The optical navigation team at NASA's Goddard Space Flight Center in Greenbelt, Maryland, served as a backup navigation resource for the OSIRIS-REx (Origins, Spectral Interpretation, Resource Identification, and Security - Regolith Explorer) mission to near-Earth asteroid Bennu. They double-checked the primary navigation team's work and proved the viability of navigation by visual cues.
Optical navigation uses observations from cameras, lidar, or other sensors to navigate the way humans do. This cutting edge technology works by taking pictures of a target, such as Bennu, and identifying landmarks on the surface.
GIANT software - that's short for the Goddard Image Analysis and Navigation Tool - analyzes those images to provide information, such as precise distance to the target, and to develop three-dimensional maps of potential landing zones and hazards. It can also analyze a spinning object to help calculate the target's mass and determine its center - critical details to know for a mission trying to enter an orbit.
"Onboard autonomous optical navigation is an enabling technology for current and future mission ideas and proposals," said Andrew Liounis, lead developer for GIANT at Goddard. "It reduces the amount of data that needs to be downlinked to Earth, reducing the cost of communications for smaller missions, and allowing for more science data to be downlinked for larger missions. It also reduces the number of people required to perform orbit determination and navigation on the ground."
During OSIRIS-REx's orbit of Bennu, GIANT identified particles flung from the asteroid's surface. The optical navigation team used images to calculate the particles' movement and mass, ultimately helping determine they did not pose a significant threat to the spacecraft.
Since then, lead developer Andrew Liounis said they have refined and expanded GIANT's backbone collection of software utilities and scripts.
New GIANT developments include an open-source version of their software released to the public, and celestial navigation for deep space travel by observing stars, the Sun, and solar system objects. They are now working on a slimmed-down package to aid in autonomous operations throughout a mission's life cycle.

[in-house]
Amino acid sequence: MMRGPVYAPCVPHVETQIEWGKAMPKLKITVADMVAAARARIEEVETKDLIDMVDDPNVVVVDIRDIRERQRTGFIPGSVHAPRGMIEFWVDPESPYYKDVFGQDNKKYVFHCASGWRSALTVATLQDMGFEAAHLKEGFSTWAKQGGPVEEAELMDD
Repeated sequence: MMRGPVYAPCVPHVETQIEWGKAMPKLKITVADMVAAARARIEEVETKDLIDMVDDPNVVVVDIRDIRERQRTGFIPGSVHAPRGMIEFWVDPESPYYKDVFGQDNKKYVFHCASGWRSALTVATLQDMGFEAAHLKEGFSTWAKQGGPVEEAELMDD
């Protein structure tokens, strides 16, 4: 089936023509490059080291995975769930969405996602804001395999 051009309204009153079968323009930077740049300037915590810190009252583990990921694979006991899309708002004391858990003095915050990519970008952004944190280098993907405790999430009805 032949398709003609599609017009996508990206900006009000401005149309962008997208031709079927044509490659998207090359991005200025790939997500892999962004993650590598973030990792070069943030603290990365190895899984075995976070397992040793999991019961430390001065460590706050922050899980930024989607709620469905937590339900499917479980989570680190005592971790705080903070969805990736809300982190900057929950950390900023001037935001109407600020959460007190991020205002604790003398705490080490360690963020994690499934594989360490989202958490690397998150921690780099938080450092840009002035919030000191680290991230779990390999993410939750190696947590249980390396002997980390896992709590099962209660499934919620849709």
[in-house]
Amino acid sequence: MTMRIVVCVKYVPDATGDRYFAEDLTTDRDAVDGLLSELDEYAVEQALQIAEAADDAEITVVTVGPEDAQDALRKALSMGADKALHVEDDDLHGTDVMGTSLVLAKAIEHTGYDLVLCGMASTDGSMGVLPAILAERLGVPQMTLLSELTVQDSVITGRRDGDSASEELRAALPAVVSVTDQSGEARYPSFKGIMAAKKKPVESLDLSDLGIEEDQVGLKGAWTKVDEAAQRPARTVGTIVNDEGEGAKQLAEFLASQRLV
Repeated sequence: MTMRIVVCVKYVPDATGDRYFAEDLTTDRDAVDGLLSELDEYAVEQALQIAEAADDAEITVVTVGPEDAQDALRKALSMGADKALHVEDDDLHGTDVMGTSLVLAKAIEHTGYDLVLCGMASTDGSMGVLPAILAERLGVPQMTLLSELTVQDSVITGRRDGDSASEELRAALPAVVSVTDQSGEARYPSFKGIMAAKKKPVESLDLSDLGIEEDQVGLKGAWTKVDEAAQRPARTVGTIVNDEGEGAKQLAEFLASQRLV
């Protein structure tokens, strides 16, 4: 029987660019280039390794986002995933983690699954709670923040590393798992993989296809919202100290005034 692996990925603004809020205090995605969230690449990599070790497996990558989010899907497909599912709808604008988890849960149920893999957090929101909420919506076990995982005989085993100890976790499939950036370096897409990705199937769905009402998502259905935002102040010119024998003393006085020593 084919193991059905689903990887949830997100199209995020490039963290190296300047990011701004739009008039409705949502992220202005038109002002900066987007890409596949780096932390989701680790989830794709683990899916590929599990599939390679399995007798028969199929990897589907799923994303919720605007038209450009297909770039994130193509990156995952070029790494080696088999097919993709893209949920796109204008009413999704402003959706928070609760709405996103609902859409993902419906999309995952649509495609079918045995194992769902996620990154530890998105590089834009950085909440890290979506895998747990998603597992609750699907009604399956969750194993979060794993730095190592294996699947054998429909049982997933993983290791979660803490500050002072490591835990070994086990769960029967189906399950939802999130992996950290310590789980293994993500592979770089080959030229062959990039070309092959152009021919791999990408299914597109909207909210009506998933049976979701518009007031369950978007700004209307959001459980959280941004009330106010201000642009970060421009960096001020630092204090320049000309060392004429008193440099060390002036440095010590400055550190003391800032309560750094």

"We're also looking to use GIANT to process some Cassini data with partners at the University of Maryland in order to study Saturn's interactions with its moons," Liounis said.
Other innovators like Goddard engineer Alvin Yew are adapting the software to potentially aid rovers and human explorers on the surface of the Moon or other planets.
Shortly after OSIRIS-REx left Bennu, Liounis' team released a refined, open-source version for public use. "We considered a lot of changes to make it easier for the user and a few changes to make it run more efficiently," he said.
An intern modified their code to make use of a graphics processor for ground-based operations, boosting the image processing at the heart of GIANT's navigation.
A simplified version called cGIANT works with Goddard's autonomous Navigation, Guidance, and Control software package, or autoNGC in ways that can be crucial to both small and large missions, Liounis said.
Liounis and colleague Chris Gnam developed a celestial navigation capability which uses GIANT to steer a spacecraft by processing images of stars, planets, asteroids, and even the Sun. Traditional deep space navigation uses the mission's radio signals to determine location, velocity, and distance from Earth. Reducing a mission's reliance on NASA's Deep Space Network frees up a valuable resource shared by many ongoing missions, Gnam said.
Next on their agenda, the team hopes to develop planning capabilities so mission controllers can develop flight trajectories and orbits within GIANT - streamlining mission design.
"On OSIRIS-REx, it would take up to three months to plan our next trajectory or orbit," Liounis said. "Now we can reduce that to a week or so of computer processing time."
Their innovations have earned the team continuous support from Goddard's Internal Research and Development program, individual missions, and NASA's Space Communications and Navigation program.
"As mission concepts become more advanced," Liounis said, "optical navigation will continue to become a necessary component of the navigation toolbox."
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